The company has reached two significant milestones in its clinical experience with the ExoVasc® Personalised External Aortic Root Support. In late October the 20th patient received their ExoVasc® support. This month also sees the collective total of post-operative patient experience reach 50 years.
A paper describing the follow up on the first 10 patients has been accepted for publication in the Journal of Interactive CardioVascular and Thoracic Surgery.
Following the completion of the initial clinical trial the Clinical Practice Committee at the Royal Brompton Hospital has approved the device for use in the treatment of suitable patients with a dilated aorta due to Marfan syndrome.
There is a paper on the PEARS project in this month’s edition of the European Journal of Cardio-Thoracic Surgery. Called “Unknown unknowns: the aorta through the looking glass”, it was written by Tom Treasure, Tal Golesworthy, Warren Thornton, Michael Lamperth, Raad Mohiaddin, Robert H. Anderson, Steve Gallivan and John Pepper. Visit the European Journal of Cardio-Thoracic Surgery’s website to read the article in full.
The project to introduce the ExoVasc® Personalised External Aortic Root Support reached an important milestone last month when the first patient to receive the ExoVasc® support – inventor Tal Golesworthy – celebrated the fifth anniversary of receiving the implant that pioneered the procedure.
The occasion was marked by a gathering in London on 22 May that was attended by ten of the nineteen patients who have now received the ExoVasc® implant, together with members of their families, surgeons and members of the company.
Proposing a vote of thanks at the celebration, Professor Tom Treasure spoke of the advances in cardiovascular surgery that made this type of procedure possible and commended Tal Golesworthy for his ingenuity. Professor John Pepper paid tribute to all of the patients who had entered the trial to pioneer the procedure. In his address, Tal Golesworthy thanked the many members of the team of people that had made this advance possible.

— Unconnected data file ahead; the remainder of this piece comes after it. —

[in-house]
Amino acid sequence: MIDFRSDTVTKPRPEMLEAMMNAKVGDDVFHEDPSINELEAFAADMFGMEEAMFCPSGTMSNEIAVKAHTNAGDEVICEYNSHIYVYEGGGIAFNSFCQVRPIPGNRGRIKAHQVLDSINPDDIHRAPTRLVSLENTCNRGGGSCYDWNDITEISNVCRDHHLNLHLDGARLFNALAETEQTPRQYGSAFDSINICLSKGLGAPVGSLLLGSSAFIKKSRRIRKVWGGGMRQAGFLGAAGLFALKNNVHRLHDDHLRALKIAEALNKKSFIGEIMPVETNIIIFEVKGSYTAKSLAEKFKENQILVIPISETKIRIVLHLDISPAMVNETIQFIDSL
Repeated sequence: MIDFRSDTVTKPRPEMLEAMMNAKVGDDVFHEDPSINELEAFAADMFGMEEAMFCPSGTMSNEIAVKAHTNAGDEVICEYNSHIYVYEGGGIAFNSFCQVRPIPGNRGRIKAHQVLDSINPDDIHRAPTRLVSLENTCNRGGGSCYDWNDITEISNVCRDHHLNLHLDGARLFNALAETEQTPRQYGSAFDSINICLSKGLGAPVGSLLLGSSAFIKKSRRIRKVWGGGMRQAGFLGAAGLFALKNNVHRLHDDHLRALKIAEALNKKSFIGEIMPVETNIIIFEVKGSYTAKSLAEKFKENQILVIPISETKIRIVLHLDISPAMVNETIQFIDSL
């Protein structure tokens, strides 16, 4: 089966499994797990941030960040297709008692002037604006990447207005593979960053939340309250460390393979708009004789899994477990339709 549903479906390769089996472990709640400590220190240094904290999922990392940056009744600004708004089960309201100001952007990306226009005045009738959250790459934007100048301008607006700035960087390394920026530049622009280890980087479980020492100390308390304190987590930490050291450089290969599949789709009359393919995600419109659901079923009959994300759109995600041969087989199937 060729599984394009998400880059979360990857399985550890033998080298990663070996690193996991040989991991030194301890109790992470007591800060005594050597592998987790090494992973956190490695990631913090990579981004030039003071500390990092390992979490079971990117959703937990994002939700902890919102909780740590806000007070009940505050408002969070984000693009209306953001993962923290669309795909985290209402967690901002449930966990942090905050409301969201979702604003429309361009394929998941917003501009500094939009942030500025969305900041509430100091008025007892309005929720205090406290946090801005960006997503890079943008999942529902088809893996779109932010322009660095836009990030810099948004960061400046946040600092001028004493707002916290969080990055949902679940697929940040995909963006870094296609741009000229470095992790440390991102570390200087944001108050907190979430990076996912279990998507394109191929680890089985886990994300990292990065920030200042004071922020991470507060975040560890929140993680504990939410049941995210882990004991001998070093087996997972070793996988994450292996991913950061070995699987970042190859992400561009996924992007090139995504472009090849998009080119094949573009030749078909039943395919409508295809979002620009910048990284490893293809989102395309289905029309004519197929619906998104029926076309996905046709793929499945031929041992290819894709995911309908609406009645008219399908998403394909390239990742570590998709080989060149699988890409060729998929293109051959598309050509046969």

Tal Golesworthy and Peter Gibson attended the Marfan Information Day at St George’s Hospital London earlier this month with an exhibition to illustrate the ExoVasc® Personalised External Aortic Root Support. At this valuable event organised by the Marfan Association UK, we had the opportunity to speak to many families with members facing aortic root surgery, who were keen to learn more about the benefits of the new approach that is the subject of the current clinical trial at the Royal Brompton Hospital.
A further two patients have been included in the clinical trial of the Exovasc® Personalised External Aortic Root Support in the last seven weeks and a further patient is scheduled for surgery in the coming week. Progress in the trial is dependent on the number of suitable patients with Marfan syndrome who are referred to Professor John Pepper at the Royal Brompton Hospital and are suitable to receive their ExoVasc® Personalised External Aortic Root Supports, and we are encouraged to add several further patients within a short time. The experience with all of the recent cases is that surgery is relatively short and patients do not require cardiopulmonary bypass.